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AI and its Impact on the Future of Regulatory Compliance

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By Jordan Domash, General Manager, Relativity Trace.

Over the last 10 years, the term artificial intelligence (AI) has turned into a dinner table conversation topic despite the fact that most people cannot accurately define what AI is even in simple terms or truly understand all the possibilities of the technology. AI doesn’t need to be abstract or mysterious. While it has enabled humans to build self-driving cars and computers to recognize speech, it can also improve the efficacy of repetitive business processes that we encounter every day. I believe that over the next 5 years, we’ll see a massive transformation in regulatory compliance as teams embrace AI to become more efficient and to better detect misconduct.

For our purposes, let’s define AI as a computer system that supplements human capabilities by identifying patterns in data, learning from experiences and making statistically based decisions. Compliance officers use a variety of systems to review alerts of potential misconduct every day. In communication surveillance, these alerts indicate a risk of market abuse or market manipulation as detected from an employees’ email, chat, or audio communications. Compliance officers review these alerts and then make a decision – either it’s a true positive (needs to be escalated) or it’s a false positive (should be closed). This is an application that is ripe for a computer system to supplement human review.

Pointing back to our AI definition, compliance officers provide training for the algorithms by labelling each alert as “true positive” or “false positive.” The system will identify patterns and as compliance officers continue to give feedback on the AI model (through labelling good and bad alerts), the system will learn from experience ultimately making statistically based decisions on what should be an alert in the future. Over time, improved AI models will allow compliance officers to focus less on reviewing junk and obvious low-risk alerts and more on meaningful investigatory work to understand the context behind potentially high-risk employee activity.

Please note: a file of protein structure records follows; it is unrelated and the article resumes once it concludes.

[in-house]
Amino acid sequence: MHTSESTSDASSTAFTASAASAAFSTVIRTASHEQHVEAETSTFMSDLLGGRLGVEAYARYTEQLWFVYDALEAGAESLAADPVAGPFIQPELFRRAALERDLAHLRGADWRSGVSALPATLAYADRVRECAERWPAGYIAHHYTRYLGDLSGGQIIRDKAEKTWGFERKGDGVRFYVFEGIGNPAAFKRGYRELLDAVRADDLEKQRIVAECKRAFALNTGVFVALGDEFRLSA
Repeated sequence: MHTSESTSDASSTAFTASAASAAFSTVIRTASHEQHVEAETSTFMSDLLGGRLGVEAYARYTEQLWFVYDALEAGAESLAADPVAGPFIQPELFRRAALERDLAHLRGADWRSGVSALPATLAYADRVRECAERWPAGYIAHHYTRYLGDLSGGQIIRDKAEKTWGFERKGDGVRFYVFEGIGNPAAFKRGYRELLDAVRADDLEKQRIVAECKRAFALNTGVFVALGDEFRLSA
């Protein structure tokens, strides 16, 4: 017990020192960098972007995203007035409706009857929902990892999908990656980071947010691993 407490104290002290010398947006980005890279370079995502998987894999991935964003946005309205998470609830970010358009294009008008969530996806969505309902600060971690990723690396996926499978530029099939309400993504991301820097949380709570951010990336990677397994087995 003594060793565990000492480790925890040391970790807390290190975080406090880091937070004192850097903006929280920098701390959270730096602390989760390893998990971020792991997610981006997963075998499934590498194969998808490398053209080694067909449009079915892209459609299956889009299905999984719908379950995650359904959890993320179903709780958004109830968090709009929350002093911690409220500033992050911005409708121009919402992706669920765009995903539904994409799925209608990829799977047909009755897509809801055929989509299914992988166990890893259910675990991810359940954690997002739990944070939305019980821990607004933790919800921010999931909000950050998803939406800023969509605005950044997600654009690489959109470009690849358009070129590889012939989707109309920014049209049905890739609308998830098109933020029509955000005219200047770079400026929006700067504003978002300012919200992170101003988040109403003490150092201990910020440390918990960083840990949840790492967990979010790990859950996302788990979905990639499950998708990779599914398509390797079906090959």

A brief history of AI in legal and regulatory services

While AI has become more commonplace in other financial applications like high-frequency trading, compliance has maintained a level of skepticism. As the leader in e-discovery, Relativity has already seen an industry transformed by the adoption of AI technologies over the last 10 years. We released our initial analytics algorithms in 2008 to categorize documents and minimize time spent in the review process. At that time, we regularly encountered lawyers who pushed back on the defensibility of the new and evolving technology. But as lawyers began to adopt analytics into their processes, we saw an explosion in efficiency. The number of users in Relativity has grown 13x over the last 10 years while the amount of data has grown 121x. Each user can sift through exponentially more data now than they could before we introduced AI. Now, using AI to supplement an e-discovery review process is commonplace. In 2019 alone, lawyers used Relativity Analytics on more than two petabytes of data. That’s the equivalent of reading the dictionary more than 650 million times. And there is a suite of court cases such as Rio Tinto Plc vs. Vale S.A. or Pyrrho Investments Ltd. vs. MWB Property Ltd. that can be refenced to explain the defensibility of this technology.